The CCleaner Attack Was Worse Than We Knew

The CCleaner Attack Was Worse Than We Knew

When Avast announced that 2.27 million people had downloaded a malware-riddled copy of its performance optimisation software CCleaner, it was initially believed that a second payload — that can control a system — was never delivered to victims. It’s now clear that wasn’t the case, and it appears the attackers may have been targeting tech firms for the purposes of industrial espionage.

Image Sources: Piriform, Pixabay

Security researchers at Cisco’s Talos released a new report intensifies the alarm bells and provides more details on those who were affected.

At first, researchers thought a second payload, one that would give hackers a more permanent presence on the infected machines, was never delivered, and that the attackers were likely biding their time.

But according to Cisco, at least 20 machines at eight companies worldwide were served the second, more dangerous payload. In a blog post yesterday, Avast warned that the actual number of infected victims is more likely in the hundreds.

While reviewing an archive of files from the Command and Control server, Cisco says it discovered a list of domains that the hackers were specifically targeting. The companies on the list include Singtel, Intel, Google, Epson, Akamai, Samsung, Sony, VMware, HTC, Linksys, D-Link, Microsoft and Cisco.

Reached by Gizmodo, Avast declined to publicly confirm the list of affected companies “for privacy reasons”, but says it has “been reaching out individually to those companies who we know have been impacted, and providing them with additional technical information to assist them”.

It’s believed that the attackers were attempting to use the popular software (130 million users) to spread their malware as widely as possible, and then, according to Cisco, they systematically narrowed down the targets to companies with valuable data and information to be stolen.

Talos research manager Craig Williams tells Wired that in about half the cases, the hackers were able to use their backdoor to compromise at least one machine on the company’s network. The archive that Cisco obtained only covered four days in September, so there’s no way to say for sure that these companies were the only targets.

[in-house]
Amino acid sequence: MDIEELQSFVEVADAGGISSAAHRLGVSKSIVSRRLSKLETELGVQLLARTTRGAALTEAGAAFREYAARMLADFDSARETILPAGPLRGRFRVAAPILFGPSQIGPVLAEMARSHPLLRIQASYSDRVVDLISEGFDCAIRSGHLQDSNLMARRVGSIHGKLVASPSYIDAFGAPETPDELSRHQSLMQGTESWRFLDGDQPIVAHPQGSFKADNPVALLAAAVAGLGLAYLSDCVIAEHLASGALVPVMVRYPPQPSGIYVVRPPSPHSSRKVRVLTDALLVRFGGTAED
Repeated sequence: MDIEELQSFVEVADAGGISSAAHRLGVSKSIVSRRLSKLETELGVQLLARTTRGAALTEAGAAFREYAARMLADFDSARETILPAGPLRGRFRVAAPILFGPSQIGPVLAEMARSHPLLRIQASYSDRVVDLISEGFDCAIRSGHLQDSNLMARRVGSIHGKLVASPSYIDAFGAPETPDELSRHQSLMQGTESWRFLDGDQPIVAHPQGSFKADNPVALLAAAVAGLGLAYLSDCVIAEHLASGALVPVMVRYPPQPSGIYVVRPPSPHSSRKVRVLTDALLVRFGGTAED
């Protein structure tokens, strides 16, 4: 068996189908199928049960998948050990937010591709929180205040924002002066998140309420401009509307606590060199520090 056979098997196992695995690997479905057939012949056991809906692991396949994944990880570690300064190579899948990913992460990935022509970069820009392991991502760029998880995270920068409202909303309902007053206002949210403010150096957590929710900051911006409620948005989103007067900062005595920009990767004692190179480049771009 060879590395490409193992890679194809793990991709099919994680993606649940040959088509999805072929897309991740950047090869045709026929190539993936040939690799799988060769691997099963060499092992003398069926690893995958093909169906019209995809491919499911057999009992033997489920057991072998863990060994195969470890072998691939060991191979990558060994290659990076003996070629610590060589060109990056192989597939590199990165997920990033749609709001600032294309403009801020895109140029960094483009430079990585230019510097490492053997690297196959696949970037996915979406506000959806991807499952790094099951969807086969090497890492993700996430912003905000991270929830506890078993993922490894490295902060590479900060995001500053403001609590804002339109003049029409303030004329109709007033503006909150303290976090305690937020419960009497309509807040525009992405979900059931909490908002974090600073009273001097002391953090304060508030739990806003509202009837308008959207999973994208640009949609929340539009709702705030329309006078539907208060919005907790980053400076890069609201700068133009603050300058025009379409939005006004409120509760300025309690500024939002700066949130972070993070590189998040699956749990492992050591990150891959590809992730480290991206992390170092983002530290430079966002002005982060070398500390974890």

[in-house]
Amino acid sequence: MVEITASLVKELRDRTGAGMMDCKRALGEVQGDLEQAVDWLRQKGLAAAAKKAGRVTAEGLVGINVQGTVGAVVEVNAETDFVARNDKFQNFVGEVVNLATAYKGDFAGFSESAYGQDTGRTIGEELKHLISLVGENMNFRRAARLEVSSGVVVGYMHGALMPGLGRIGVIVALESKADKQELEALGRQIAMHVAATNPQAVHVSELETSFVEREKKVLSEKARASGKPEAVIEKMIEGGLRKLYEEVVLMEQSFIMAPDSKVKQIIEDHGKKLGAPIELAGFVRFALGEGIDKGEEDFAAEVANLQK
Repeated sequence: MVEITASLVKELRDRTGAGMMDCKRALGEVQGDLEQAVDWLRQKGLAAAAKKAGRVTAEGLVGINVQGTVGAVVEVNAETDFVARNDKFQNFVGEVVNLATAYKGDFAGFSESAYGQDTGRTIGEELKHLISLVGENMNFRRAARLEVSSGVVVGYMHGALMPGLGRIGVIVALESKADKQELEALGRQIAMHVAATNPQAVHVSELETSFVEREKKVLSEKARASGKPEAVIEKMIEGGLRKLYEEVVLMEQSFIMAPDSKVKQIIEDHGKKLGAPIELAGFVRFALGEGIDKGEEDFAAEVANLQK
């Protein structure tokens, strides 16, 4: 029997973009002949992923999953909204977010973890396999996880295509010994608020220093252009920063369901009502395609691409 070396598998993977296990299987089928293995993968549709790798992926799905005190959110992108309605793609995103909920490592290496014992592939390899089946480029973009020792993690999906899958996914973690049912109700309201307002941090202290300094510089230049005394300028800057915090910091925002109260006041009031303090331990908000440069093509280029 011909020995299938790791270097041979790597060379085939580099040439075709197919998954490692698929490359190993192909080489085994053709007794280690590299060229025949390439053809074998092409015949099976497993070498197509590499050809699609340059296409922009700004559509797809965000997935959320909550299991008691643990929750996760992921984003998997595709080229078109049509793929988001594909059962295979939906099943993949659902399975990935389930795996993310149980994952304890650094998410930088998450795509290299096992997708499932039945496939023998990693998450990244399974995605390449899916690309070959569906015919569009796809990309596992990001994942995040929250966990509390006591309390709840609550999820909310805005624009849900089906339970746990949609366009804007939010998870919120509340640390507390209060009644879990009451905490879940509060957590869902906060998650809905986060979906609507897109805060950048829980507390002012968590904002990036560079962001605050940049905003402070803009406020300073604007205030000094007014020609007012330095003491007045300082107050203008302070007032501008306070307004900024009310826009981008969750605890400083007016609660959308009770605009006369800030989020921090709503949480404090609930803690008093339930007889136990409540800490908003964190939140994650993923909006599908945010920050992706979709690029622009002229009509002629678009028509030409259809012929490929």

In all, Cisco claims the infected version of CCleaner was installed on 700,000 computers.

Cisco now believes that this was the work a sophisticated actor. The researchers are urging anyone who downloaded the 5.33.6162 version of CCleaner or the 1.07.3191 version of CCleaner Cloud — available from August 15 to September 13 — to restore their systems from backups or reimage systems.

Simply updating or deleting the software is not enough. The latest version, CCleaner 5.34, is said to be safe.

We don’t have a whole lot of information on who is responsible for this or what their motives are. Cisco says it noticed shared code in the malware that has been used in tools employed by hackers known as Group 72 or Axium.

The tools were employed in what’s known as Operation SMN in 2014. Security firm Novetta believes that the group is connected to Chinese intelligence services.

[Avast, Cisco, Wired]


    • My guess would be that every enterprise operates their own way, has their own security and protocols.
      The place i work for as an example basically has no rules on software installations except teamviewer despite recommendations from security experts, i can only speak from first hand experience though.

    • when i first started working in support, i found the tool to be handy for cleaning the registry, the various data that apps hold as well as just temp files in general.

      that said I always had it installed on a USB and never locally on an end user machine, there really is no reason for enterprises to install it locally (imo) but that just depends on how admin permissions are set

      • Over the years I’ve seen too many posts about how you should never clean the registry, and if you do and it doesn’t break anything, it does nothing anyway.

        Windows disk cleanup seems to be the best option, as it knows what is needed and not.

        • cleaning / maintaining your registry can be very handy when troubleshooting applications by modifying / deleting records to manipulate the program, in saying this its not recommended to let an application like ccleaner make the decision for you.

        • oh definitely over the years and especially after moving to another company I’ve come to understand the internal guts of an OS more

          while @cesario have pointed out valid reason to poke around the registry, in general deleting / modifying registry should really be a last resort kind of thing

  • good thing i dont install these so-called optimsation apps that are a drain on resources and a malware risk.

    people download anything these days

  • Ccleaner was trusted as a safe app for removing crapware (Where one of the C’s in Ccleaner comes from) – now I’m just not so sure.

    • I still find it useful that said I’ve adopted to using a usb that is basically loaded with useful apps (AV for example) and I don’t install CCleaner on my home pc

      kind of like a toolkit on a CD which was a thing back in the 90s when I was in uni ha

  • Stopped using Ccleaner and similar programs back in 2013, haven’t looked back since & my Gamer Rig has been running flawlessly without a virus for years since.

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